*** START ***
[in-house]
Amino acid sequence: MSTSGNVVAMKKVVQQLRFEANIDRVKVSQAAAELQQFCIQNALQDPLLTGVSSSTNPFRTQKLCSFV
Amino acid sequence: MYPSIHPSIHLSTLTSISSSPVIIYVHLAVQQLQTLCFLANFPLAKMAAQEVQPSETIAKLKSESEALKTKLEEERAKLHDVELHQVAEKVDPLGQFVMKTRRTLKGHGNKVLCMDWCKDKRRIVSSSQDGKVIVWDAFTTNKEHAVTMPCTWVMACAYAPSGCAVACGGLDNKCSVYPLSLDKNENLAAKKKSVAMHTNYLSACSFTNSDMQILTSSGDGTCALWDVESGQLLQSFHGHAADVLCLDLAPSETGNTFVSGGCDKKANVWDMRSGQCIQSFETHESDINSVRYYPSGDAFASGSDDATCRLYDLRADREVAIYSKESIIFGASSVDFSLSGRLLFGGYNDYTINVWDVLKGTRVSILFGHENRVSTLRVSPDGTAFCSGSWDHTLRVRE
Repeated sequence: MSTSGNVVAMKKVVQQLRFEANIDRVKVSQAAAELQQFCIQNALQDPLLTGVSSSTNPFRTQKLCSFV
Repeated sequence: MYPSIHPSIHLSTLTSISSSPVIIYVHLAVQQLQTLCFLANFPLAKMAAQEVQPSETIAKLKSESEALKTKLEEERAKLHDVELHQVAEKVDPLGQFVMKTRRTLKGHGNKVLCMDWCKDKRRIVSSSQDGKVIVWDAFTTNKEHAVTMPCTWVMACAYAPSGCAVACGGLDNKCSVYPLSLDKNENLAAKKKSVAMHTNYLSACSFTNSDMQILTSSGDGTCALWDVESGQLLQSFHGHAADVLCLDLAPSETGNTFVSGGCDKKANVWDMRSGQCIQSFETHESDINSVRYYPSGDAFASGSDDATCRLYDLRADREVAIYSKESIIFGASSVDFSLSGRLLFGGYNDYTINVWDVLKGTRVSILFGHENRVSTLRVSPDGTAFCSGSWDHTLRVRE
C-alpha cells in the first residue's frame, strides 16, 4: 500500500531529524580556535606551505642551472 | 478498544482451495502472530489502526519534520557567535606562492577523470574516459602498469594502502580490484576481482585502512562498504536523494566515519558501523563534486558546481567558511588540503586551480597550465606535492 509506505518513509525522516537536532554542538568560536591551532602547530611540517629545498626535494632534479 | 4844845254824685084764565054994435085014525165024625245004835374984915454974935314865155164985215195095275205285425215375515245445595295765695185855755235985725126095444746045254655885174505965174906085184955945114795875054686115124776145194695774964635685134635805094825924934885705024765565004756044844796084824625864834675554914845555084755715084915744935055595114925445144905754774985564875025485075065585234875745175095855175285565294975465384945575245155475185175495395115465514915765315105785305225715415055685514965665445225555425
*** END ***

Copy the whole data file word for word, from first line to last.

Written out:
[in-house]
Amino acid sequence: MSTSGNVVAMKKVVQQLRFEANIDRVKVSQAAAELQQFCIQNALQDPLLTGVSSSTNPFRTQKLCSFV
Amino acid sequence: MYPSIHPSIHLSTLTSISSSPVIIYVHLAVQQLQTLCFLANFPLAKMAAQEVQPSETIAKLKSESEALKTKLEEERAKLHDVELHQVAEKVDPLGQFVMKTRRTLKGHGNKVLCMDWCKDKRRIVSSSQDGKVIVWDAFTTNKEHAVTMPCTWVMACAYAPSGCAVACGGLDNKCSVYPLSLDKNENLAAKKKSVAMHTNYLSACSFTNSDMQILTSSGDGTCALWDVESGQLLQSFHGHAADVLCLDLAPSETGNTFVSGGCDKKANVWDMRSGQCIQSFETHESDINSVRYYPSGDAFASGSDDATCRLYDLRADREVAIYSKESIIFGASSVDFSLSGRLLFGGYNDYTINVWDVLKGTRVSILFGHENRVSTLRVSPDGTAFCSGSWDHTLRVRE
Repeated sequence: MSTSGNVVAMKKVVQQLRFEANIDRVKVSQAAAELQQFCIQNALQDPLLTGVSSSTNPFRTQKLCSFV
Repeated sequence: MYPSIHPSIHLSTLTSISSSPVIIYVHLAVQQLQTLCFLANFPLAKMAAQEVQPSETIAKLKSESEALKTKLEEERAKLHDVELHQVAEKVDPLGQFVMKTRRTLKGHGNKVLCMDWCKDKRRIVSSSQDGKVIVWDAFTTNKEHAVTMPCTWVMACAYAPSGCAVACGGLDNKCSVYPLSLDKNENLAAKKKSVAMHTNYLSACSFTNSDMQILTSSGDGTCALWDVESGQLLQSFHGHAADVLCLDLAPSETGNTFVSGGCDKKANVWDMRSGQCIQSFETHESDINSVRYYPSGDAFASGSDDATCRLYDLRADREVAIYSKESIIFGASSVDFSLSGRLLFGGYNDYTINVWDVLKGTRVSILFGHENRVSTLRVSPDGTAFCSGSWDHTLRVRE
C-alpha cells in the first residue's frame, strides 16, 4: 500500500531529524580556535606551505642551472 | 478498544482451495502472530489502526519534520557567535606562492577523470574516459602498469594502502580490484576481482585502512562498504536523494566515519558501523563534486558546481567558511588540503586551480597550465606535492 509506505518513509525522516537536532554542538568560536591551532602547530611540517629545498626535494632534479 | 4844845254824685084764565054994435085014525165024625245004835374984915454974935314865155164985215195095275205285425215375515245445595295765695185855755235985725126095444746045254655885174505965174906085184955945114795875054686115124776145194695774964635685134635805094825924934885705024765565004756044844796084824625864834675554914845555084755715084915744935055595114925445144905754774985564875025485075065585234875745175095855175285565294975465384945575245155475185175495395115465514915765315105785305225715415055685514965665445225555425